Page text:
Review: Cortese and the Dancecards impress on return to Mareel

Laura Cortese and the Dancecards perform to a sell-out crowd in Mareel. Photo: Dave Donaldson

It was a sellout night at Mareel on Tuesday as music fans gathered to hear American quartet Laura Cortese and the Dance Cards.

Local band Kansa kicked off the night with a mix of Americana and bluegrass songs.

They delivered a polished performance of songs such as Andrew Bird’s Three White Horses along with a few new songs by themselves, including mandolin player, Adrian Wishart’s still nameless tune and a song based on a Shetland folk tale.

Lead vocalists Karlyn Grains and Norma Wishart created beautiful harmonies while being backed up by the excellent skills of Robert Wishart on guitar and Adam Priest on bass.

The band announced that it would be fiddler Lynda Anderson’s last time playing with the band for a while as she is heading off to Nashville.

Kansa opened the night with their blend of harmonies and bluegrass-infused songs and tunes. Photo: Dave Donaldson

Kansa finished with a cover of Peter Cleighton’s Roaming Gambler which it was clear the audience loved by the sound of applause that echoed around the Mareel auditorium.

The audience were excited as the main act, Laura Cortese and the Dance Cards took to the stage starting with Train on the Island.

Laura and the band said they were glad that to be back in Shetland after having played the Shetland Folk Festival last year, before launching into hits such as Into The Dark and murder ballad Brown Wrinkled Dress.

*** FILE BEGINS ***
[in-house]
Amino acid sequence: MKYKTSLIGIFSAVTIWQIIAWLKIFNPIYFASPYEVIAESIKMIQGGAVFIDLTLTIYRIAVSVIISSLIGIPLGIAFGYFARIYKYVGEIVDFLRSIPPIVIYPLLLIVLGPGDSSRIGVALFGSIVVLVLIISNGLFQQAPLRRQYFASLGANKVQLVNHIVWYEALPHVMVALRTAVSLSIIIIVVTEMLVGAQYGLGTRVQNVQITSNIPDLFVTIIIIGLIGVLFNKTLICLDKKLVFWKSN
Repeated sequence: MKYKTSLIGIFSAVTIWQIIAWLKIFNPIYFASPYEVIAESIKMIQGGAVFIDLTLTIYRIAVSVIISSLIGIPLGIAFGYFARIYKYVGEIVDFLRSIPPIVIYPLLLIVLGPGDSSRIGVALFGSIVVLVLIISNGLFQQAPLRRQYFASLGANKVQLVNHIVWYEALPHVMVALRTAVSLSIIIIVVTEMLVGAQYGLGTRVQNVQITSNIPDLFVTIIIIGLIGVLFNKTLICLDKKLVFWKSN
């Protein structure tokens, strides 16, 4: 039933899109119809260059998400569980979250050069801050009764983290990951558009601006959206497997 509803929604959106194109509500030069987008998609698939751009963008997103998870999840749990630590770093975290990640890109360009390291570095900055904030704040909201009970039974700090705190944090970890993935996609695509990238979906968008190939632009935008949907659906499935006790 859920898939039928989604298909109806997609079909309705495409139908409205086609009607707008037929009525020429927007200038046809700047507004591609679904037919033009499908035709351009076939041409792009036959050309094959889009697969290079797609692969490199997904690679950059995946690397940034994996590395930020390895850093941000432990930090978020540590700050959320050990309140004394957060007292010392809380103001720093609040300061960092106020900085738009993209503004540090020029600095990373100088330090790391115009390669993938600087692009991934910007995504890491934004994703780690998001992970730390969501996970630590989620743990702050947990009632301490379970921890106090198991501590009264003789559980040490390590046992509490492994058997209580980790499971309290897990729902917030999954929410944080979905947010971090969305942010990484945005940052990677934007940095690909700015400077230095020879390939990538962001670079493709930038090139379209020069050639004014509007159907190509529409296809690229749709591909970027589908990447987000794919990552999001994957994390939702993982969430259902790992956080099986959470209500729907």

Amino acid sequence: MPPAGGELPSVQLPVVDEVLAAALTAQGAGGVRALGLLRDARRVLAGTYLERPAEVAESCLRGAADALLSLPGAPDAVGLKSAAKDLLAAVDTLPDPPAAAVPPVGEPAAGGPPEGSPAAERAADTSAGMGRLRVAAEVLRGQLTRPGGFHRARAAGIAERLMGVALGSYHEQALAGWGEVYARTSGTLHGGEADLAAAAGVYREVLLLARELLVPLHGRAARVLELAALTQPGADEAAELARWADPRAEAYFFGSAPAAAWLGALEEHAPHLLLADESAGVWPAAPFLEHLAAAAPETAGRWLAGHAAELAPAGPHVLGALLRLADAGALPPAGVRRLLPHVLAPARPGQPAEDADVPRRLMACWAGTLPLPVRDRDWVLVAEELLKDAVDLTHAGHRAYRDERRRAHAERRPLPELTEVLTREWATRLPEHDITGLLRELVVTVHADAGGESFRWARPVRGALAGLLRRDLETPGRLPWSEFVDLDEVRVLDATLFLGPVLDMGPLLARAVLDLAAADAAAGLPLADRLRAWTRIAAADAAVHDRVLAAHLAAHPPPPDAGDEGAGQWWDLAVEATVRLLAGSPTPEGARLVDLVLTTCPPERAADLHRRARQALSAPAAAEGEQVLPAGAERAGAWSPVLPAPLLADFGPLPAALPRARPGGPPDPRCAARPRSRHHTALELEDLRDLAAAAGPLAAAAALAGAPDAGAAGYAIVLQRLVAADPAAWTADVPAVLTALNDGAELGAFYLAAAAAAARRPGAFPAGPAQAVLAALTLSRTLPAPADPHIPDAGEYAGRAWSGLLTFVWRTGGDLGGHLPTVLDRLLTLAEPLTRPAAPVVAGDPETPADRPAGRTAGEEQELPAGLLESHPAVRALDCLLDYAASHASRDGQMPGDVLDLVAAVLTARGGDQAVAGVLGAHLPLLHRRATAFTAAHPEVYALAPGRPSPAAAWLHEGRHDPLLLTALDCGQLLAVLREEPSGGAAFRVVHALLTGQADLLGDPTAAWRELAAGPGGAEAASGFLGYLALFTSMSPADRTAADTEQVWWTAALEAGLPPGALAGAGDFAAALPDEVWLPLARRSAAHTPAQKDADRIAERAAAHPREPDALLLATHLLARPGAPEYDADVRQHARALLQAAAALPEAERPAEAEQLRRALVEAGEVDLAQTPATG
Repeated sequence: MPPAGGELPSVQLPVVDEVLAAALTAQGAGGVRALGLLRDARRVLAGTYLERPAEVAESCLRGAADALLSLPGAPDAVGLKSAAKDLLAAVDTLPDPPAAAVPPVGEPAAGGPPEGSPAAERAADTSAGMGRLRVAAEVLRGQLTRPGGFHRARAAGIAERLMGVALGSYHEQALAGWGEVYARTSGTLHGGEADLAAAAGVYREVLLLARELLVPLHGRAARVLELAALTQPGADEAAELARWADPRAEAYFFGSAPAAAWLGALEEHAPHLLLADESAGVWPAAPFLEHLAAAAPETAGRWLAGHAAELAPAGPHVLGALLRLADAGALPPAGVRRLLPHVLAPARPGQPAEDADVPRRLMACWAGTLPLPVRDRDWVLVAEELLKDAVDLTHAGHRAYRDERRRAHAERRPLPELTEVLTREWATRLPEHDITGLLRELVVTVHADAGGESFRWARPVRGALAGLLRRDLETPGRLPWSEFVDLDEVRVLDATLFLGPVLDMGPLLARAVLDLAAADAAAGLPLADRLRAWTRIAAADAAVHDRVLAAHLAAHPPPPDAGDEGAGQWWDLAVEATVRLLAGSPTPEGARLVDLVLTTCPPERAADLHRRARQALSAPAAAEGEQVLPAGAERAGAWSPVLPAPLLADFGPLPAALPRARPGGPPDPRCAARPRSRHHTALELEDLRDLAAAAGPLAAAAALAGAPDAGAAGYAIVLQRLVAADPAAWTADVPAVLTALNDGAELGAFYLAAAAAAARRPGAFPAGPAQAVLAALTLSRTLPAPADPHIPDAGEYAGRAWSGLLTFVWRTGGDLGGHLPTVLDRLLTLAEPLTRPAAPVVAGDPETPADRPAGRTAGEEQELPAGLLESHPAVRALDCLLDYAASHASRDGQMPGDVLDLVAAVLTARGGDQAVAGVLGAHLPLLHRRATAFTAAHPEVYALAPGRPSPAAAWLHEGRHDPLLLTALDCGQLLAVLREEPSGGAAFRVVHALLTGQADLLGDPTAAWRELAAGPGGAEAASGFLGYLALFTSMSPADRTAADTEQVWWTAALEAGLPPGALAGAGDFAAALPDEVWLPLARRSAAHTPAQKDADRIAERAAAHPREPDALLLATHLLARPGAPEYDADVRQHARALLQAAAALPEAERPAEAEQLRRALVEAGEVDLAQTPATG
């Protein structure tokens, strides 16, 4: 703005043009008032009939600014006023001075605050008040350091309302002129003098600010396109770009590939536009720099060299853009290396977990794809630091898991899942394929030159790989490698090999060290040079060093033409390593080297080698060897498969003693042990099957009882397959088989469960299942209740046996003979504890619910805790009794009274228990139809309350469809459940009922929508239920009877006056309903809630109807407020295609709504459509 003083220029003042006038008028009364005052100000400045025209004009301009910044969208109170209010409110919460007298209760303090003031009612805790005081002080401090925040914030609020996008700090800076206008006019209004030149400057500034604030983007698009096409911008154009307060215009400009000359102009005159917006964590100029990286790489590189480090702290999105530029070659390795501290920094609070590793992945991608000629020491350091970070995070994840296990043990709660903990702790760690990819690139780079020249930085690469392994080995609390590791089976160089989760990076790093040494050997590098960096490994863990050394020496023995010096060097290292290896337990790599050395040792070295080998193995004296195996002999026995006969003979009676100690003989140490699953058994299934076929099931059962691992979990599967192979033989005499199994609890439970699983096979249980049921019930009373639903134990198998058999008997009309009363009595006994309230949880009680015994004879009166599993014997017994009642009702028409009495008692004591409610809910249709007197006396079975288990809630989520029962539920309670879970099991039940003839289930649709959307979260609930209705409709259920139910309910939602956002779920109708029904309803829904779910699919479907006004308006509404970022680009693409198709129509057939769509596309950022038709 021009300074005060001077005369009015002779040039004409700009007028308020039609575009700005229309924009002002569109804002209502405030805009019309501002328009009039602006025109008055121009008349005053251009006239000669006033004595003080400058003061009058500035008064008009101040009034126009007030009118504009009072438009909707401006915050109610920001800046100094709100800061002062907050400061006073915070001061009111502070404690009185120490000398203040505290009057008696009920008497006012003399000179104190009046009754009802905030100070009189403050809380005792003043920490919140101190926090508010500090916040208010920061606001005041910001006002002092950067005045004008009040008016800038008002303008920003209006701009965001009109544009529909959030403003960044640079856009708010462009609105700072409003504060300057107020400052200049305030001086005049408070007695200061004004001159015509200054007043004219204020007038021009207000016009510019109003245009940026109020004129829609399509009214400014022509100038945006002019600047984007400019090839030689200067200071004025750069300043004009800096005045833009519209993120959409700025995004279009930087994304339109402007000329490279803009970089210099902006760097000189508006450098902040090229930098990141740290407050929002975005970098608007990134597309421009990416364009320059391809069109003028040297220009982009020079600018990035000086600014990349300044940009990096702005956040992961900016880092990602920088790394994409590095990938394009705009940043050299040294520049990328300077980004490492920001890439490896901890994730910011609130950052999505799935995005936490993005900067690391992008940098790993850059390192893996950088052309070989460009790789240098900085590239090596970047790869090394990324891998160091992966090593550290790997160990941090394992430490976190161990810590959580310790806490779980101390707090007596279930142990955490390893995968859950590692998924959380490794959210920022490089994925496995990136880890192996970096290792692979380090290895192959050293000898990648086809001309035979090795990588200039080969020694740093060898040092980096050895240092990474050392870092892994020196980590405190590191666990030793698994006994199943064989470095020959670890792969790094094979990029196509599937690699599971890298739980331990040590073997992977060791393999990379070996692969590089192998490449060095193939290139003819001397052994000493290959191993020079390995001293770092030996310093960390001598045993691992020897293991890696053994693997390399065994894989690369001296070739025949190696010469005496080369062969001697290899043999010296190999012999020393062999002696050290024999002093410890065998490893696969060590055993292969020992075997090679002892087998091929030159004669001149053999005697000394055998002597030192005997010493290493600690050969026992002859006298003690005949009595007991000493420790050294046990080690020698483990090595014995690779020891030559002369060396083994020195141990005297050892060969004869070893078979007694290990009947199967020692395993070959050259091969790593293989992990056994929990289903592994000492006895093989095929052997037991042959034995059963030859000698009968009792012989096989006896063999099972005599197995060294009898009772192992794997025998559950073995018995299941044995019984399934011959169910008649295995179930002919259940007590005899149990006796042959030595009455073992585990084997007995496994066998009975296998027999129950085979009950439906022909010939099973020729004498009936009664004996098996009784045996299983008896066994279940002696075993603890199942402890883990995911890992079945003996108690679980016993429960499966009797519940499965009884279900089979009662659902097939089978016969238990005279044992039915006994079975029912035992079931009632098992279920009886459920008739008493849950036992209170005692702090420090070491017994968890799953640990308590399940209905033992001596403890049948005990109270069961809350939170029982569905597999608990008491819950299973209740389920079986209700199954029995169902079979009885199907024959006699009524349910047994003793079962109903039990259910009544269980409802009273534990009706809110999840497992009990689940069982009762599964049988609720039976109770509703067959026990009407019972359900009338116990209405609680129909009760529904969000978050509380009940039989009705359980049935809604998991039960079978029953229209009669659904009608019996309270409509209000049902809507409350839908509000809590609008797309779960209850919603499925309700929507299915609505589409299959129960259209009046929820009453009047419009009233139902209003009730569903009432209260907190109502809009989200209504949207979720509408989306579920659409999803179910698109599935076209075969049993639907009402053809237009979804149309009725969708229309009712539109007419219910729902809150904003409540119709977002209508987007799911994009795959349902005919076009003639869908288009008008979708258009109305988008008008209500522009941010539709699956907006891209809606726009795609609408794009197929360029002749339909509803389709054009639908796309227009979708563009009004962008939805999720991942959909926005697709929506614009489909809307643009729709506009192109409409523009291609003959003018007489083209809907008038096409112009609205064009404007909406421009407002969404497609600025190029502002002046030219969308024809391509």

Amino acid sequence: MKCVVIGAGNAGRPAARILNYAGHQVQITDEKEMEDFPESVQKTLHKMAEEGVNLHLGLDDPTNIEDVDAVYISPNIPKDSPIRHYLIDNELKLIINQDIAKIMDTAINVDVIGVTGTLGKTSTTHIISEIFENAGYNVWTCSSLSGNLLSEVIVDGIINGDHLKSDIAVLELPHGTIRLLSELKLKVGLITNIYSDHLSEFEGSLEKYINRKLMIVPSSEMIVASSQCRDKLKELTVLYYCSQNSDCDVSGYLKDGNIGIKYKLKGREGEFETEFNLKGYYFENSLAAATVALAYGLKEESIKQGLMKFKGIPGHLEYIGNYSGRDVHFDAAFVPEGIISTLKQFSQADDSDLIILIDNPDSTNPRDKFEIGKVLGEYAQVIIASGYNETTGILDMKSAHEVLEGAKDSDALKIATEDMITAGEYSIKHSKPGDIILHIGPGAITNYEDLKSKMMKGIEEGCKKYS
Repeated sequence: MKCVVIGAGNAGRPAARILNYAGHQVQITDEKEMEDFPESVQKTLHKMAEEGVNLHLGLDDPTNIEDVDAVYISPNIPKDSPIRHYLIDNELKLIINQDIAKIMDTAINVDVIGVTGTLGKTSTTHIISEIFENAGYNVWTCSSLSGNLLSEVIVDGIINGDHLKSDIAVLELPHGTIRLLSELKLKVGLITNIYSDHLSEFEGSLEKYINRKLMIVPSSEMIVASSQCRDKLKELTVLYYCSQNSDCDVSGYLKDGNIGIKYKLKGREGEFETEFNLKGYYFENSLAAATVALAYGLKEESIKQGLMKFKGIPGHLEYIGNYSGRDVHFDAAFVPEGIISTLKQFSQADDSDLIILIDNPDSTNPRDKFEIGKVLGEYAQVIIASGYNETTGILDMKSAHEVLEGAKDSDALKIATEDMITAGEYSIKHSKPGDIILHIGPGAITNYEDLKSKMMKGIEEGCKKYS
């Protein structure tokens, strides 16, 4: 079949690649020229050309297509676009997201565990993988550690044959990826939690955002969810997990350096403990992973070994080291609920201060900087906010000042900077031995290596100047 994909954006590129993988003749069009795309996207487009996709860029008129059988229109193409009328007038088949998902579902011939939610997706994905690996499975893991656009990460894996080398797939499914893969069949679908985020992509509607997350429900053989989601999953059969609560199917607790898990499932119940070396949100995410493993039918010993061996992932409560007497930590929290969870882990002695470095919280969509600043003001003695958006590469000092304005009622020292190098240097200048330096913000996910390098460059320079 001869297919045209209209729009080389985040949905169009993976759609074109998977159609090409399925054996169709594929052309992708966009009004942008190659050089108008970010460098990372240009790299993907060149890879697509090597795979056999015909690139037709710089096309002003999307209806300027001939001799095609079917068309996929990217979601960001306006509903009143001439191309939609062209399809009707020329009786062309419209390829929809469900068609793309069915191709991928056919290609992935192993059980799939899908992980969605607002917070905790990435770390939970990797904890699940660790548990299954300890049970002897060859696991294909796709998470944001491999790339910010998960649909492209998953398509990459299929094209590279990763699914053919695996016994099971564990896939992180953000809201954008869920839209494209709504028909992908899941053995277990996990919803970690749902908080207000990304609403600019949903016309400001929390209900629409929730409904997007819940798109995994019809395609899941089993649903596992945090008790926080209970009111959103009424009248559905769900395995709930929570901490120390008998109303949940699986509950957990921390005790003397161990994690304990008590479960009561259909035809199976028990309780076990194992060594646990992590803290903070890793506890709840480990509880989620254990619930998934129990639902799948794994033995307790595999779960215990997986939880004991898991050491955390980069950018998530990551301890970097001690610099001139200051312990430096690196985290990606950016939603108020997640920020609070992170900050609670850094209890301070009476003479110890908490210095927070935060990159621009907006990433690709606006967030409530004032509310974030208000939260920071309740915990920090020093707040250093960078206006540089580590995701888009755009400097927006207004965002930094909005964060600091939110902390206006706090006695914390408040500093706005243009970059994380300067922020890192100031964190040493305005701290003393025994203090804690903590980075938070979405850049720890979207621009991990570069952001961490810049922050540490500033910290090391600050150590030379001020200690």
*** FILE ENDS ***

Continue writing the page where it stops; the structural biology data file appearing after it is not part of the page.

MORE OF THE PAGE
Cellist Valerie Thompson had some good banter with the audience as she told a story about how she liked the romance of listening to music on a record player (and encouraged folk to buy their record) before it was recommended by Cortese that people should follow them on Twitter to find out all the crazy things that Valerie says.

The group performed one of fiddler and vocalist, Jenna Moynihan’s creations, Dolina MacKay, a fast-paced Scottish influenced song from her album Woven.

The crowd was loving the song I am The House which Cortese described as being a mix between disco and bluegrass.

The group were promoting their new album California Calling which they are hoping to release in the autumn. New songs included rhododendron an a capella song inspired by the purple flowers that they had seen while travelling on the A9. The song highlighted the group’s harmonies and the vocal ranges in each of their voices.

Someday, a second song from their up and coming album was inspired by someone that Cortese had met on the ferry when they were travelling home from Shetland last time. With catchy lyrics and a touch of pop, the song is likely to be a big hit.

The title track of the California Calling, was an upbeat song, again with an element of pop which the audience loved, tapping their feet and giving it a huge round of applause at the end.

Other hits included the tracks Take Your Time and Mångata. Cortese went on to explain that mångata is the Swedish word that describes evenings when the moonlight shines on water creating a glow and reflection. The word translates to moon road and the track is instrumental which brings to mind notions of what it would be like to go skating across a frozen lake.

Instead of going back on stage for the encore the group came into the audience to play, which got everyone one the edge of their seat to make sure that they had a good view.

The band finished with their rendition of the disco-era song Turn The Beat Around which was also a Gloria Estefan chart-topper. Cortese again tried to get the crowd to sing along with the song but it seems that Shetlanders would prefer to appreciate performances than to include themselves in it.

By mixing folk and pop, it won’t be long until the band becomes more successful. That may be seen with the release of their new album.

Samantha Allan


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